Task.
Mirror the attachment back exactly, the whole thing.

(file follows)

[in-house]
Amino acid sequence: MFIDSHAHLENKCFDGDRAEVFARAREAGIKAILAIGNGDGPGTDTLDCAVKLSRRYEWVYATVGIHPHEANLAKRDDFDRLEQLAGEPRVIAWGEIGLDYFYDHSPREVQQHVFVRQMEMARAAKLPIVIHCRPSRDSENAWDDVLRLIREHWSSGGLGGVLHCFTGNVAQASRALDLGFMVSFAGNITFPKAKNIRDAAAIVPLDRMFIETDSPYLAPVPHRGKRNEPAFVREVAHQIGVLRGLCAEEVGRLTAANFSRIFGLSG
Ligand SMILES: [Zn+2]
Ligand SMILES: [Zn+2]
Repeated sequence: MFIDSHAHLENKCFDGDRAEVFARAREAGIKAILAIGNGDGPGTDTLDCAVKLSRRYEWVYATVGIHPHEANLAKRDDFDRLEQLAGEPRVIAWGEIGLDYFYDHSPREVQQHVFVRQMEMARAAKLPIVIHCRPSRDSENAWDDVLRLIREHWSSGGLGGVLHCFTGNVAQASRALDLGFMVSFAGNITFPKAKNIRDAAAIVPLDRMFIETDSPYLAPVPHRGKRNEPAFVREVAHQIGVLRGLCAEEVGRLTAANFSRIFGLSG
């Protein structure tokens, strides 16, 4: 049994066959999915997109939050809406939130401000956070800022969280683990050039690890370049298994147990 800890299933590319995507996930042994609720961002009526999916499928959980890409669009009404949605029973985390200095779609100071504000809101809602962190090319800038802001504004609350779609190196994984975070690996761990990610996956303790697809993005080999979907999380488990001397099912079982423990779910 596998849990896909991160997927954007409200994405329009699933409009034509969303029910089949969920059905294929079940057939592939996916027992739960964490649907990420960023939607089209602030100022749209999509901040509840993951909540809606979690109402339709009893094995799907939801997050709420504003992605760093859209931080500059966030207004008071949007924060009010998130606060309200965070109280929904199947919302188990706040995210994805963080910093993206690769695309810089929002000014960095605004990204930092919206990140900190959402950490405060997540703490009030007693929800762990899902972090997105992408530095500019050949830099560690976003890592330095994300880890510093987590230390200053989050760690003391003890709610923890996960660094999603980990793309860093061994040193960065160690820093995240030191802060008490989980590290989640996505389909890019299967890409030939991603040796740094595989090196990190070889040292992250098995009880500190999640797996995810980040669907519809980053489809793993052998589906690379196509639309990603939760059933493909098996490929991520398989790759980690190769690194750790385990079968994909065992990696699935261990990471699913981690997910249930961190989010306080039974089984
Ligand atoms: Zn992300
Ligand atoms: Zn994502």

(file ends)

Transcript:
[in-house]
Amino acid sequence: MFIDSHAHLENKCFDGDRAEVFARAREAGIKAILAIGNGDGPGTDTLDCAVKLSRRYEWVYATVGIHPHEANLAKRDDFDRLEQLAGEPRVIAWGEIGLDYFYDHSPREVQQHVFVRQMEMARAAKLPIVIHCRPSRDSENAWDDVLRLIREHWSSGGLGGVLHCFTGNVAQASRALDLGFMVSFAGNITFPKAKNIRDAAAIVPLDRMFIETDSPYLAPVPHRGKRNEPAFVREVAHQIGVLRGLCAEEVGRLTAANFSRIFGLSG
Ligand SMILES: [Zn+2]
Ligand SMILES: [Zn+2]
Repeated sequence: MFIDSHAHLENKCFDGDRAEVFARAREAGIKAILAIGNGDGPGTDTLDCAVKLSRRYEWVYATVGIHPHEANLAKRDDFDRLEQLAGEPRVIAWGEIGLDYFYDHSPREVQQHVFVRQMEMARAAKLPIVIHCRPSRDSENAWDDVLRLIREHWSSGGLGGVLHCFTGNVAQASRALDLGFMVSFAGNITFPKAKNIRDAAAIVPLDRMFIETDSPYLAPVPHRGKRNEPAFVREVAHQIGVLRGLCAEEVGRLTAANFSRIFGLSG
């Protein structure tokens, strides 16, 4: 049994066959999915997109939050809406939130401000956070800022969280683990050039690890370049298994147990 800890299933590319995507996930042994609720961002009526999916499928959980890409669009009404949605029973985390200095779609100071504000809101809602962190090319800038802001504004609350779609190196994984975070690996761990990610996956303790697809993005080999979907999380488990001397099912079982423990779910 596998849990896909991160997927954007409200994405329009699933409009034509969303029910089949969920059905294929079940057939592939996916027992739960964490649907990420960023939607089209602030100022749209999509901040509840993951909540809606979690109402339709009893094995799907939801997050709420504003992605760093859209931080500059966030207004008071949007924060009010998130606060309200965070109280929904199947919302188990706040995210994805963080910093993206690769695309810089929002000014960095605004990204930092919206990140900190959402950490405060997540703490009030007693929800762990899902972090997105992408530095500019050949830099560690976003890592330095994300880890510093987590230390200053989050760690003391003890709610923890996960660094999603980990793309860093061994040193960065160690820093995240030191802060008490989980590290989640996505389909890019299967890409030939991603040796740094595989090196990190070889040292992250098995009880500190999640797996995810980040669907519809980053489809793993052998589906690379196509639309990603939760059933493909098996490929991520398989790759980690190769690194750790385990079968994909065992990696699935261990990471699913981690997910249930961190989010306080039974089984
Ligand atoms: Zn992300
Ligand atoms: Zn994502």